ST. PAUL -- Regardless of who Minnesota voters elect Tuesday in the Senate race, Gov. Jesse Ventura has immediate influence on the congressional power balance with his interim replacement for the late Sen. Paul Wellstone.
Ventura, a third-party governor, said Friday that he would wait until after the election to name a temporary successor, if he fills the seat at all. He said he hasn't ruled out appointing the election winner or picking someone with no political background.
Meanwhile, Ventura's office and the state attorney general are looking at laws and Senate rules to determine how long the appointed senator would serve. Although officials initially said the person would serve until election results are certified in mid-November, some now believe the term would run into January.
Depending on the political leaning of Ventura's choice, the stand-in senator could put Republicans in control and effectively shift the agenda when Congress meets in an expected post-election session. The Senate is split 49-49 among Republicans and Democrats, with one independent, Jim Jeffords of Vermont, who is allied with the Democrats.
A day after Wellstone's death, Ventura said he was inclined to choose a Democrat because he didn't want to disrupt the Senate power balance. Upset by the political tone of a Wellstone memorial service, Ventura now says he may pick someone without regard to political affiliation.
"This person could become a very big power broker out there," he said in an interview with The Associated Press. "When you look at the makeup of the Senate there isn't a whole lot of wiggle room."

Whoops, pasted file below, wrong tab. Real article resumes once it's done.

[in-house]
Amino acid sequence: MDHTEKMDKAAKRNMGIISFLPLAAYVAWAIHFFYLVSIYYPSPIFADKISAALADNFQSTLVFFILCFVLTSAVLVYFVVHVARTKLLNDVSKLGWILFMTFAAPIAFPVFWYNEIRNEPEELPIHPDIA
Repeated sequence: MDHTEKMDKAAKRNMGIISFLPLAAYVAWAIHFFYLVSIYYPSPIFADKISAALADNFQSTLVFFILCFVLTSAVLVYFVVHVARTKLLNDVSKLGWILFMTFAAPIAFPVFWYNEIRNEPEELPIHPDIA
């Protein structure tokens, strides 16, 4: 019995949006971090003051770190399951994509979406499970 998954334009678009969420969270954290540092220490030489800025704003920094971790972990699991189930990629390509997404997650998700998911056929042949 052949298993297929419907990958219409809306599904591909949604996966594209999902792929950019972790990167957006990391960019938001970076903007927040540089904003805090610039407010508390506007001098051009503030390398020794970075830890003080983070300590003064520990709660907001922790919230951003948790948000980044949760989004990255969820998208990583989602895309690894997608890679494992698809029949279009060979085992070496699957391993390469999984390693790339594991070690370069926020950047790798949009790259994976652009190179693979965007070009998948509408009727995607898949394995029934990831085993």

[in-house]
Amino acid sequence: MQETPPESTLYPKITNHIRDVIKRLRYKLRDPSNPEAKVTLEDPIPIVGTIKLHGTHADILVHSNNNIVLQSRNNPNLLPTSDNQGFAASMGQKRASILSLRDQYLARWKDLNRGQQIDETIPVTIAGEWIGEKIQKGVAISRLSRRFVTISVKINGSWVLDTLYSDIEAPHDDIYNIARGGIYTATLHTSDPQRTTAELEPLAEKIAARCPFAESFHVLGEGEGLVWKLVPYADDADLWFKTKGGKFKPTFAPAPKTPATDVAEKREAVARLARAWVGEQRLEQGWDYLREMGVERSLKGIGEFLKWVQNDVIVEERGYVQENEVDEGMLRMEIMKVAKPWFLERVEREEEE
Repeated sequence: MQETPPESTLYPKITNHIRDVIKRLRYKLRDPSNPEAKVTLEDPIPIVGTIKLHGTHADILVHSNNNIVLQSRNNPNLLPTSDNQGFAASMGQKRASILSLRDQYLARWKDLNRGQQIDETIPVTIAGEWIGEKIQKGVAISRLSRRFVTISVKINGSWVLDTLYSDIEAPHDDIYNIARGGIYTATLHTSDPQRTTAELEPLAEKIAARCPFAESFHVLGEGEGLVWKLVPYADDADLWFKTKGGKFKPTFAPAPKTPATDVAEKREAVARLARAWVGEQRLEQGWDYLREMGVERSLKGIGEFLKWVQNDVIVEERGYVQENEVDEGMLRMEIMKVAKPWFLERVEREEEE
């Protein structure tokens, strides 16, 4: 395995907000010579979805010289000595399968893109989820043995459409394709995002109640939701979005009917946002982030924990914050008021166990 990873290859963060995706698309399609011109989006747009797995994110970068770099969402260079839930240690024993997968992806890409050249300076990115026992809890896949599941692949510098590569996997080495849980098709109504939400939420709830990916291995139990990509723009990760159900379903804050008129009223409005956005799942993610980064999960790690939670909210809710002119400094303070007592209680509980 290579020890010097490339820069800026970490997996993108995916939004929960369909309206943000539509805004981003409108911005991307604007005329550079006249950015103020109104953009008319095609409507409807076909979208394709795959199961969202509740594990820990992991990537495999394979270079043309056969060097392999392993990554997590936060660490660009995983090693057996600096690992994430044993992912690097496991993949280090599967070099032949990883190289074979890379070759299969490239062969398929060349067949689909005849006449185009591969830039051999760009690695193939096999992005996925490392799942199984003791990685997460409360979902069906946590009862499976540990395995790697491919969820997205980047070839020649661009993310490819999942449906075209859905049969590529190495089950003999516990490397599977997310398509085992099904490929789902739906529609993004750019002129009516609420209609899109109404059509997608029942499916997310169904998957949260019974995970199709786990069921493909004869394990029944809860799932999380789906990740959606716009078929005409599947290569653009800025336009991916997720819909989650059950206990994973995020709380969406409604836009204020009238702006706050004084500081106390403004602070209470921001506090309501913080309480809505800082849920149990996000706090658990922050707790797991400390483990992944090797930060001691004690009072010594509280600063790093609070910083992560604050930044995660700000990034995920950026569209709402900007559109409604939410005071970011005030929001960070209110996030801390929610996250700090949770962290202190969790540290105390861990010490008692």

Sen. Mark Dayton, D-Minn., made a public plea for Ventura "choose wisely and carefully."
"I expect this person will be besieged by both political parties and the White House and everyone else," Dayton said.
The winner of Missouri's tight Senate race will take office immediately because Democratic Sen. Jean Carnahan was serving in place of her husband, who like Wellstone died in a plane crash close to the election. Alaska is also in play, where Republican Sen. Frank Murkowski is running for governor. If he wins, he wouldn't be able to name his successor until after his inauguration Dec. 2.
During the interview, Ventura thumbed through a two-inch stack of resumes from a broad cross section of people who want the Senate job, including doctors, educators, retirees and military servicemen. By Friday afternoon, 500 applications had come in and Ventura's staff was sifting through 1,800 new e-emails.
"Some of the resumes are quite impressive. These are not necessarily crackpots," he said. "If we're truly a citizen government, aren't all of us qualified if we meet the criteria?"
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